The latest Part of the Journal of Law and Medicine features a special issue on the topic of commercial surrogacy, prefaced with an “Introductory note” by Chief Judge John H Pascoe and followed by five articles which examine some areas of development, regulation and debate: “The regulation of commercial surrogacy: The wrong answers to the wrong questions” – Anita Stuhmcke; “Responsive regulation of cross-border assisted reproduction” – Jenni Millbank; “Commercial surrogacy and the human right to autonomy” – Ronli Sifris; “Genes and gestation in Australian regulation of egg donation, surrogacy and mitochondrial donation” – Karinne Ludlow; “The Family Courts and parentage of children conceived through overseas commercial surrogacy arrangements: A child-centred approach” – Adiva Sifris.
This Part also includes the following sections: Guest Editorial: “Commercial surrogacy: What role for law in Australia?” – Ronli Sifris, Karinne Ludlow and Adiva Sifris; Legal Issues: “Defining seclusion and restraint: Legal and policy definitions versus consumer and carer perspectives” – Cath Roper, Bernadette McSherry and Lisa Brophy; Medical Issues: “The dangers of dementia: Getting the balance right” – Ross Bicknell, Joseph Ibrahim, Lyndal Bugeja and David Ranson; Bioethical Issues: “Lecretia Seales and aid in dying in New Zealand” – Grant Gillett; Nursing Issues: “The role of observation and feedback in enhancing performance with medication administration” – Karen Davies, Charles Mitchell and Ian Coombes; Medical Law Reporter: “Myriad voices against gene patents in the High Court” – Lucas McCallum and Thomas Faunce; and Letter to the Editor. Also in this Part are the following articles: “Medical and scientific authorship: A conflict between discipline rules and the law” – Elizabeth Adeney; “Foetal Alcohol Spectrum Disorders: A consideration of sentencing and unreliable confessions” – Heather Douglas; “Cutting the cord: Can society over-invest in extremely premature and critically impaired neonates?” – Neera Bhatia; “Nazi medical experiments on Australian prisoners of war: Commentary on the testimony of an Australian soldier” – George M Weisz; “A problem of modernity: Dual burial plots, the right to inter, and the interrelationship between the two” – Lynden Griggs; and “Our Father who art in prison: Conviction and rehabilitation for Australian Catholic clergy who are child sexual offenders” – Mike O’Connor. There is also a Book Review of “Critically Impaired Infants and End of Life Decision Making” – by Neera Bhatia.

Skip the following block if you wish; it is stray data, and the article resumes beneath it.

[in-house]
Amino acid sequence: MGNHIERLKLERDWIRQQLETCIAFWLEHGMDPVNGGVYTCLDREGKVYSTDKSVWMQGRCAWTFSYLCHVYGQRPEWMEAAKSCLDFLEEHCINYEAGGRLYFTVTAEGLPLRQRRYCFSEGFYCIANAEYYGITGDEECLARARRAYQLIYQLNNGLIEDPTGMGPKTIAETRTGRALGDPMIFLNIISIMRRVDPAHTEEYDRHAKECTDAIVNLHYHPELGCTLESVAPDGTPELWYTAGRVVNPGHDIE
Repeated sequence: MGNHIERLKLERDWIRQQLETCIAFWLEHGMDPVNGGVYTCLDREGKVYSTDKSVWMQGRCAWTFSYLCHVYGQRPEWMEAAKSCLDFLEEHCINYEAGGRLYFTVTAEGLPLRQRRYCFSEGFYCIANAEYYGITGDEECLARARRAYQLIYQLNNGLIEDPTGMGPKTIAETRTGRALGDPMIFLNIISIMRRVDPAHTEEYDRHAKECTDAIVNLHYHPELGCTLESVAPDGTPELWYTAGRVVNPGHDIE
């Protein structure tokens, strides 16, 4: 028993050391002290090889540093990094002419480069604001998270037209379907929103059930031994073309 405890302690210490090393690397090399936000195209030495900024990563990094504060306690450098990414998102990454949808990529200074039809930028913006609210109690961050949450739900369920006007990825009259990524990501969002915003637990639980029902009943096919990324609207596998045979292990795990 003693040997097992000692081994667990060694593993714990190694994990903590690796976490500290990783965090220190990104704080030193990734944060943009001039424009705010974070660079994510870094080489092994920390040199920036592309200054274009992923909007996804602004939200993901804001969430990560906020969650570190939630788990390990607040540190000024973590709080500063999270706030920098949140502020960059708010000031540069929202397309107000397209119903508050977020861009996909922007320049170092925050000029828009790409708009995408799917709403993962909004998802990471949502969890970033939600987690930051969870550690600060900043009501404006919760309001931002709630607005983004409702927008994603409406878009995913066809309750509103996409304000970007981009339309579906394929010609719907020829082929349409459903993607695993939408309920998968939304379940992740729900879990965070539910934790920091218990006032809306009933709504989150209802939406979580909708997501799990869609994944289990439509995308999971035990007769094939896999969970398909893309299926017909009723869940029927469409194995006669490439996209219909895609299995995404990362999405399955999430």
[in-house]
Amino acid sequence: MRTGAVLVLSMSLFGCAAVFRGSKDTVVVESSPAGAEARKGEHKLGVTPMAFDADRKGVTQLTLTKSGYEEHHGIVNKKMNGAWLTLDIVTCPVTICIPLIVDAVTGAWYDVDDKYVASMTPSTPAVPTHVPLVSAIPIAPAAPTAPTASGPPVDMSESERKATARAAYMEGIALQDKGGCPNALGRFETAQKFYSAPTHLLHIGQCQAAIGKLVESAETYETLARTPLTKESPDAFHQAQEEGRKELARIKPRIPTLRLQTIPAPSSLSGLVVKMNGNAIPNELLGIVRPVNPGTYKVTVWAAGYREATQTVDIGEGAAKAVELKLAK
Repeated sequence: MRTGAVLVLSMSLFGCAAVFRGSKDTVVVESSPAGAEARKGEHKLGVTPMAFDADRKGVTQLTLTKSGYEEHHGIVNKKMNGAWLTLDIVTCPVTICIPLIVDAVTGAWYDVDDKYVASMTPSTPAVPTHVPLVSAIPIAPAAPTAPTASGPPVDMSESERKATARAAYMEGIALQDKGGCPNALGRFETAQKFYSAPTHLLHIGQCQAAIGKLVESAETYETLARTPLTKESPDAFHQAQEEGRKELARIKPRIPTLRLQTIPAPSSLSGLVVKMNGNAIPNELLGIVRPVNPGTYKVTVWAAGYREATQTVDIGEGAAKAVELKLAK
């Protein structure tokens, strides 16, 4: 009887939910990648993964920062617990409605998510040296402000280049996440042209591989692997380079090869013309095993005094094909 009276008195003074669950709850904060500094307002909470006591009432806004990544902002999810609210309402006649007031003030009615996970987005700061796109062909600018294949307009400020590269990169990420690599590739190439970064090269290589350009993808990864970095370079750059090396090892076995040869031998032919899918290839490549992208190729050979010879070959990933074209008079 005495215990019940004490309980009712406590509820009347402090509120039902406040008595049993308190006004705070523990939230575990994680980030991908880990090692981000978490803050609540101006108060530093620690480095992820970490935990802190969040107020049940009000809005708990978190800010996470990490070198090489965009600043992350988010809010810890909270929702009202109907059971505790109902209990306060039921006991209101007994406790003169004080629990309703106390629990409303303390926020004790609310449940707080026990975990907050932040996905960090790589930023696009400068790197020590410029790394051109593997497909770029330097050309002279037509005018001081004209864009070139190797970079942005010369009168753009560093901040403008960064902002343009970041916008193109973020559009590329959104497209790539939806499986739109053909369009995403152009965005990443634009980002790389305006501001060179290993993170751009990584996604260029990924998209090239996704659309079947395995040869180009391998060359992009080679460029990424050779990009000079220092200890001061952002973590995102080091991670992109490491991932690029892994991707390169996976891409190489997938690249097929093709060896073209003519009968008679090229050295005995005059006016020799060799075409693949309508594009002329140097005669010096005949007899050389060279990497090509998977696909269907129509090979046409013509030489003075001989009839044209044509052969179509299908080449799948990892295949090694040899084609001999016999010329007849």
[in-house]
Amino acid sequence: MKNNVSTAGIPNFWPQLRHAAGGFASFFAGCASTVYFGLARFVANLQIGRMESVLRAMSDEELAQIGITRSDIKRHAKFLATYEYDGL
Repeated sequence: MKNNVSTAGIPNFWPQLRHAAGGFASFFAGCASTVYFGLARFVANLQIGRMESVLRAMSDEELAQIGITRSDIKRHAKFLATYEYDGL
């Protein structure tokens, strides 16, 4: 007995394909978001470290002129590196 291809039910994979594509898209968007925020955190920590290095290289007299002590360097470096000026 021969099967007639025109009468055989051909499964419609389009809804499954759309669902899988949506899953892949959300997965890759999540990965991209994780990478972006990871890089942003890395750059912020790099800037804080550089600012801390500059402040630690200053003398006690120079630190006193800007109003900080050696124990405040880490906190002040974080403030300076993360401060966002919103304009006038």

The latest Part of the Journal of Law and Medicine includes the following sections: Editorial: “Medicinal cannabis law reform: Lessons from Canadian litigation” – Ian Freckelton QC; Legal Issues: “Support for the exercise of legal capacity: The role of the law” – Bernadette McSherry and Andrew Butler; Medical Issues: “The loss of Malaysia airlines flight MH17: A forensic and humanitarian task” – David Ranson; Bioethical Issues: “Think of the children: Sex selection and child welfare” – Rachael Wong and Grant Gillett; Nursing Issues: “Recognising and responding to the deteriorating patient” – Kim Forrester; and Medical Law Reporter: “Australian Competition and Consumer Commission v Pfizer: Evergreening and market power as a blockbuster drug goes off patent” – Thomas Faunce. Also in this Part are the following articles: “The Australian quarantine and biosecurity legislation: Constitutionality and critique” – Anthony Gray; “States of confusion: Jurisdictional variation in Australian medicines nomenclature” – Denise Hope and Michelle King; “The case for MDMA (ecstasy) regulation” – Joshua Donelly; “Patenting genetic diagnostic methods: NGS, GWAS, SNPs and patents” – Charles Lawson; “Genetic testing of stored tissue from a deceased person to define a relative’s disease risk: Legal and ethical viewpoints” – Loane Skene, Julian Savulescu and Martin B Delatycki; “Double standards: Standards of proof for persons found unfit for trial” – Betheli O’Carroll; “Fitness to stand trial, human rights and possibilities from England and Wales” – Jeanette Stewart, Mary Woodward and Ilana Hepner; “Tasmania’s Reproductive Health (Access to Terminations) Act 2013: An analysis of conscientious objection to abortion and the “obligation to refer”” – Ronli Sifris; “Regulating preimplantation genetic diagnosis in Australia: Disability and parental choice” – Michelle de Souza; and “End-of-life decisions in Malaysia: Adequacies of ethical codes and developing legal standards” – Puteri Nemie Jahn Kassim and Fadhlina Alias. There is also a review of the book “Elder Law in New Zealand” by Kate Diesfeld and Ian McIntosh.